Anorak News | The King & Mr Brown

The King & Mr Brown

by | 26th, September 2005

‘THE King is dead! Long live the King!

‘I’m packed and ready to move in’

Not that Tony Blair is a king, more of an arch pretender in a crown made of thorns, and Gordon Brown, his successor in all but name, has more in common with John Brown than a waiting prince.

But you get the gist of it. And the Telegraph looks on as the Cabinet ministers line up to anoint Brown as Blair’s successor at the Labour Party conference in Brighton.

And leader-in-waiting Brown is already plotting great things. As the paper says on its front page, Brown wants to bring about the “renewal of New Labour” before the next General Election, the one he will most likely contest as party leader.

Which means it’s farewell New Labour and hello New New Labour, as Brown aims to go one better than Blair.

What the paper terms Brown’s “prime ministerial vision” sees the current Chancellor planning to create a “home-owning, share-owning democracy”.

This sounds terrific. But hold on a moment. Excuse us while we tug at Brown’s locks, smear a wet thumb over his face and check out his ankles. He sounds so much like Margaret Thatcher that we need to be sure the two are not one and the same.

But they are. And, in any case, Brown’s no Tory. No he is not. Really. Really! As he says: “The next election must and will be New Labour against a Conservative Party today incapable of renewal.”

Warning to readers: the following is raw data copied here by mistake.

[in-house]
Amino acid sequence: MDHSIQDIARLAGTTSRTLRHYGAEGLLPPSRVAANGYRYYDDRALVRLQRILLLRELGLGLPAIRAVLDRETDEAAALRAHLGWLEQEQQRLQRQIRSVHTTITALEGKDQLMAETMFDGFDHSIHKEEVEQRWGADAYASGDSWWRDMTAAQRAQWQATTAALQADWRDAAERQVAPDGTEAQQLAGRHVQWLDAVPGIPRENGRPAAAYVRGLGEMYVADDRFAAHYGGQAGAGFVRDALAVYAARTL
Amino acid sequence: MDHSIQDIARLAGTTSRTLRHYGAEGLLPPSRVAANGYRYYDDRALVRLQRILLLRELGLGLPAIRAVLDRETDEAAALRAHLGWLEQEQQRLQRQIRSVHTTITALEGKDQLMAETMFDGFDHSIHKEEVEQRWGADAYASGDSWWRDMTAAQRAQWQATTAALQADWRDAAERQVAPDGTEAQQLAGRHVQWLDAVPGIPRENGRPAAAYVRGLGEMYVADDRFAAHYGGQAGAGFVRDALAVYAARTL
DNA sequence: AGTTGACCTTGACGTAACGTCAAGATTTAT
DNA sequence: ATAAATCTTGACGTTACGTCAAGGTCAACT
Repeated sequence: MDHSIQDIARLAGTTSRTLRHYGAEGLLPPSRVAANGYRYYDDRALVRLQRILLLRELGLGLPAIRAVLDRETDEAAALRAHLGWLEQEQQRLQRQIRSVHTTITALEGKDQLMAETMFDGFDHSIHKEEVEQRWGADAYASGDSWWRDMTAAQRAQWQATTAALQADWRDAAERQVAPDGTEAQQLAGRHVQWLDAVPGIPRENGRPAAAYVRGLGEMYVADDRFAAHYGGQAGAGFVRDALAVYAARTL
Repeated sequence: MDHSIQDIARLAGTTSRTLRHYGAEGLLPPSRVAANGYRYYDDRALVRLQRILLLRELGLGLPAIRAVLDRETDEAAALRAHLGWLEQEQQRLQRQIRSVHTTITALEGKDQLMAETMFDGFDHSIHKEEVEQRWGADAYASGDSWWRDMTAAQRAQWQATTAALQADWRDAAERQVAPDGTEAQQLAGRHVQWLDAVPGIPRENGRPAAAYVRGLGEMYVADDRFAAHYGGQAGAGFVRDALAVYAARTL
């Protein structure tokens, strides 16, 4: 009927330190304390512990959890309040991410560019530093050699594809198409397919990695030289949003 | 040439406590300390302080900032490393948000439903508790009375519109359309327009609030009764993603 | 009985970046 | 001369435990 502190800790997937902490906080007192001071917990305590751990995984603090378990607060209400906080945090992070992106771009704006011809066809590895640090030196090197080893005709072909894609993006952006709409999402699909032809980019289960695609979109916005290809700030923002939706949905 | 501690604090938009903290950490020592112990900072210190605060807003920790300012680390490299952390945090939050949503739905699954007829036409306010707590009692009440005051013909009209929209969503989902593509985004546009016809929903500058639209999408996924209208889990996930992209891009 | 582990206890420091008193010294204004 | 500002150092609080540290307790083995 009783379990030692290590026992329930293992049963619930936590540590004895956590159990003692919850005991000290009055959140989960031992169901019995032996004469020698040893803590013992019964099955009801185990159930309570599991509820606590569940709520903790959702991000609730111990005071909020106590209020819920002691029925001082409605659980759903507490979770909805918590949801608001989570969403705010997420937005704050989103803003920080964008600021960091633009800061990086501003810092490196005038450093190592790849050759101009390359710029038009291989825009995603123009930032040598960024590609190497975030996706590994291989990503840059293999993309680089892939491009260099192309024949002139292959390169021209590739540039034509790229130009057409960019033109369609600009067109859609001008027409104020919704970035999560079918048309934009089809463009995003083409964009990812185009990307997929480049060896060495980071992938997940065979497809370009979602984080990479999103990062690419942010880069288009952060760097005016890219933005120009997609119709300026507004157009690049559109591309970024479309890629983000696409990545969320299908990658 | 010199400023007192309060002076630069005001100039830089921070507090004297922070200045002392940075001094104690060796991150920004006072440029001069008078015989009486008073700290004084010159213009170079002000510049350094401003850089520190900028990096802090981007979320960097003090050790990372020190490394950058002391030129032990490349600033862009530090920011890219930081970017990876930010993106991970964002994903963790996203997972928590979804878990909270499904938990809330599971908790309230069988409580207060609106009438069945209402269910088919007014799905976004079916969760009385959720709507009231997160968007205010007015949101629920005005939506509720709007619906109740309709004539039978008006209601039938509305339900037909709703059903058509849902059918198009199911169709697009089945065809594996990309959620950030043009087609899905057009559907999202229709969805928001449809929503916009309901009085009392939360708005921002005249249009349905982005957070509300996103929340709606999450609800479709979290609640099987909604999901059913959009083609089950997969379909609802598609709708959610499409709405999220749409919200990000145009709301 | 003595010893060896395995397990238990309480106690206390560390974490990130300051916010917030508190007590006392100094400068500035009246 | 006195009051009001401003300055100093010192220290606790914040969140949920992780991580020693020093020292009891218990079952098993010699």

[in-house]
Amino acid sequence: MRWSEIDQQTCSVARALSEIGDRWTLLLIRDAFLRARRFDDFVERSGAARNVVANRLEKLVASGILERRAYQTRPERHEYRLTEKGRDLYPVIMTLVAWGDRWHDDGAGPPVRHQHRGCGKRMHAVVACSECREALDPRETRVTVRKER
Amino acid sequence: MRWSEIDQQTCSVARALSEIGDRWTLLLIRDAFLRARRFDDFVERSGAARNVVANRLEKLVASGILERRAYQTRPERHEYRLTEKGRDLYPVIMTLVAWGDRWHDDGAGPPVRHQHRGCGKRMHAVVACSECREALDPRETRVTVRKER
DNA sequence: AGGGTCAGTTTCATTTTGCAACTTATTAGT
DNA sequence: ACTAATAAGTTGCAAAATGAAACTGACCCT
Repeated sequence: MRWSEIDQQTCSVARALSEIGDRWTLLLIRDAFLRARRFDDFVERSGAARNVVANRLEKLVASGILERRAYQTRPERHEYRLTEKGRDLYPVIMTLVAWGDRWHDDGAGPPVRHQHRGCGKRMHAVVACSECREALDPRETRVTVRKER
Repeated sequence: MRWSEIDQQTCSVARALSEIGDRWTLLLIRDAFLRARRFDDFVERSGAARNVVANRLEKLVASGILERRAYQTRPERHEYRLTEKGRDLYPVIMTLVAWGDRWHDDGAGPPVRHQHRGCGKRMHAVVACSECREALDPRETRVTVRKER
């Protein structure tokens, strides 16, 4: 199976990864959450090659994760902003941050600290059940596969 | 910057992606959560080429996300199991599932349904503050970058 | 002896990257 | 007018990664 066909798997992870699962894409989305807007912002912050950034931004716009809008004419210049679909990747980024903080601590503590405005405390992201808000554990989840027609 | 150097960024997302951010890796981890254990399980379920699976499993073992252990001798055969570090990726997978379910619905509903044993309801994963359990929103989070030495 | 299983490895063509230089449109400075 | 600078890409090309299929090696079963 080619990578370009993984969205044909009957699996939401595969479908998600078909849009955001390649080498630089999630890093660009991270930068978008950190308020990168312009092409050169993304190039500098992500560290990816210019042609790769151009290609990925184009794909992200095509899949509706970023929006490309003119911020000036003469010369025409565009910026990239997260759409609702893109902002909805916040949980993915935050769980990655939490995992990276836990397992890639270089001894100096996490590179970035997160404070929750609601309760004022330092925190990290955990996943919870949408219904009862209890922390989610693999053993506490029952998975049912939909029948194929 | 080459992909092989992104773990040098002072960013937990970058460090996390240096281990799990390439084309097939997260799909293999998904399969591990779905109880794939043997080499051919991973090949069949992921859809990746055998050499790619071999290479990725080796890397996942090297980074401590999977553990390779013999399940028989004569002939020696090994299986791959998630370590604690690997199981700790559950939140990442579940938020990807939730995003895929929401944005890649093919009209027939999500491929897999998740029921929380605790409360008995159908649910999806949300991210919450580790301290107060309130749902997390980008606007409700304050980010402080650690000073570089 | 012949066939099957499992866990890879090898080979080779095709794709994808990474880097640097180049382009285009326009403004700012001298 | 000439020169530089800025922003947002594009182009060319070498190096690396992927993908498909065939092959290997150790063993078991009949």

Or maybe not. If New Labour is to become new New New Labour, then the Tories might like to reposition themselves. We could have the LibDems as old Labour, the Tories as New Labour and Brown’s firm as New New Labour.

It’s three party politics. It’s genius. And this way everyone will be happy when Labour wins a fourth term.

But when will this be? When will Brown take over from Blair? We have been told it will be during this parliament, but when exactly?

And we’re not the only ones growing impatient. The Independent’s front-page headlines runs: “Prescott tells Blair: name the day.”

The Indy says knowing the hour of Tony’s going would allow Brown time to get used to the job before the next General Election. Prezza would like Tony gone by the spring or summer of 2007.

Any later and Brown would have only a short time to enjoy his title before the next Election, likely to be in the spring of 2009.

For this revelation we have one Colin Brown (any relation?) to thank. He’s the Indy’s deputy political editor who has performed the enviable trick of getting his book mentioned on the paper’s front page.

One page inside the Indy and there’s a lengthy extract from the book by the paper’s in-house writer. Readers learn that after a decade of being loyal to Blair, Prescott is preparing for a different role “as kingmaker for Brown”.

We also learn that the book costs £11.99 if you order via an advertised phone number, which represents a saving of a full pound on the official price.

But we don’t get to learn when Tony will go or whether Brown will be successful. For that we may have to ask a higher power. Over to you, Cherie…’

Posted: 26th, September 2005 | In: Uncategorized Comment | TrackBack | Permalink